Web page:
“Basically we’re saying, ‘This guy and that guy in those two pictures are the same person – snap!’” Porritt told me when I visited the Super-Recogniser Unit one after­noon. “And you’ve got two strands to it: the people we already know and who we try to link with as many crimes as possible; and people who we don’t know but who we still link and then try to identify.”

It was difficult, painstaking work: the images were often grainy, the lighting poor and camera angles awkward. Furthermore, a criminal’s appearance could change over time. But if snapping led to an arrest it would be worth it: a person charged with multiple crimes was likely to be sent to prison rather than receiving a suspended sentence and being left free to reoffend.

In early August 2015 one of Porritt’s junior colleagues (who asked for his name to be withheld) was looking at CCTV images from the borough of Kensington and Chelsea, where he had worked as a beat cop. The officer noticed the same, smartly dressed thief – the man the team later nicknamed McNulty – in two stills taken in upmarket shops. Snap. Then another, and another – snap, snap. As he broadened his search to other affluent boroughs of London, the officer kept seeing the same face. He printed out the images of the serial shoplifter and tacked them to a wall in the office. He told me: “When I had 13 or 14 crimes, I said to Eliot, ‘There’s £35,000 worth of goods stolen by this guy. We need to do something.’”

They downloaded the CCTV clips from where the stills had been taken. McNulty’s hands were so fast that in some cases the officers had to slow the footage down to ascertain exactly when the theft had occurred.

“I hate using the words ‘talented’ or ‘good’ for a criminal, when they could be so many better things, like a street magician or a dextrous watchmaker,” said Porritt. “But when we watched him [McNulty], it was like: ‘That’s good.’”

Porritt sent out a media appeal and the London Evening Standard published a story about the “sleight-of-hand thief”. Through tip-offs, the police learned that the man’s first name was Austin. Porritt’s colleague keyed the name in to the Met’s custody image database, which stores mugshots of everyone arrested in the capital. There were 73 Austins. Number 14 looked familiar. “I think I’ve got him!” the officer shouted.

Jimmy McNulty was Austin Caballero, a born-and-bred Londoner. He was on the arrests database because he had been caught stealing an expensive rug in January 2015, but the police, unaware of his other crimes, had freed him on bail. He skipped his court hearing. There was a bail address but when Porritt and his colleague knocked on the door, there was no sign of the thief. Caballero was on the run.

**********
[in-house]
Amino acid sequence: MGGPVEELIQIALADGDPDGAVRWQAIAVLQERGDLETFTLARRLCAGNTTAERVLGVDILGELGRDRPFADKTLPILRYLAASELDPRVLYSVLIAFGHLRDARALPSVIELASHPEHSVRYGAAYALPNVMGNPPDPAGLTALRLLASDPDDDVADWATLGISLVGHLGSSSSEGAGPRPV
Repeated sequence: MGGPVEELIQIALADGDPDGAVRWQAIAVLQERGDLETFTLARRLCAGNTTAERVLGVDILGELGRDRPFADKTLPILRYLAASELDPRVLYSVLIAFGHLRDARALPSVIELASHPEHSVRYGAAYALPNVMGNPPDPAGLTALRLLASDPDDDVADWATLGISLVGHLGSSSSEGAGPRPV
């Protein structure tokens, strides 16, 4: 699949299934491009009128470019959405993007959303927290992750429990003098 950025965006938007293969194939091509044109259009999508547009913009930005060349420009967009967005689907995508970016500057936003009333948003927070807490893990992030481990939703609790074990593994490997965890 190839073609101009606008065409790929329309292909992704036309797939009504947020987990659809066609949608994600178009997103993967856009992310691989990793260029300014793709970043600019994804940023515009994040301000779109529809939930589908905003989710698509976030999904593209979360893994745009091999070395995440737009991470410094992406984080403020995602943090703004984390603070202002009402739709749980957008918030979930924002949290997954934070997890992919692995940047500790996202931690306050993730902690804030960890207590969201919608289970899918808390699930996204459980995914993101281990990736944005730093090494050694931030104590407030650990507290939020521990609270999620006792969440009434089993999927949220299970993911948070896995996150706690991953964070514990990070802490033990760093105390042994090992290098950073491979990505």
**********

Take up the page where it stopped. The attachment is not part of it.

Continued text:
By then, it was clear that the task of searching the database should be the primary focus of the Super-Recogniser Unit, not just something to do in quiet times. The team had identified, apprehended and charged dozens of suspects, from shoplifters to commercial burglars and perpetrators of assaults. (Three in every four of the unit’s completed cases have resulted in a suspect being charged in court – against fewer than one in five cases in the wider Met force.)

The super-recognisers had also assisted other units struggling to close cases. Police in north London had obtained CCTV images of a man accused of sexually assaulting women on buses but were unable to identify him. Porritt and his colleague Alison Young used Oyster card data to map out the suspect’s travel patterns and noticed that he often began his journey at Camden Road Overground station. One afternoon, they went there to make inquiries. While on the concourse, Young, by chance, spotted the suspect – whom she had only seen in CCTV stills – passing through. “Oh, my God, Porritt, that’s him,” she exclaimed. They ran ­after the man and slapped on handcuffs. (The sexual offender pleaded guilty in court and was convicted.)

By the end of 2015, the team had much to celebrate. Yet there was frustration, too: the unit’s most high-profile target was still at large. The tally of offences linked to Caballero, rising by the week, stood at 42.

***

At 2am on New Year’s Day, Caballero ordered a taxi. He was out of cigarettes and did not feel like walking to the shop. On the way home, he tried to jump out of the cab to avoid paying the £5 fare. When the driver locked the doors, Caballero hit him with his shoe. The driver called the police, who arrested Caballero and took him to Holborn Police Station. “New Year’s Day is the worst shift you can possibly work,” Porritt said. “Holborn was absolutely manic, with prisoners all over the place, chaos.”

Caballero gave his name as Jack Donaghy and claimed never to have been arrested before. He was charged for the assault and bailed. One of London’s most wanted men in terms of numbers of crimes – involving stolen goods worth more than £100,000 – was about to walk free.

Just before he could do so, the custody sergeant noticed the red hand that appears on the police computer screen when the person booked has not been fingerprinted. Caballero tried one last ruse, saying that he had to rush home to be with his children. It failed. When his prints were scanned, his real identity was revealed.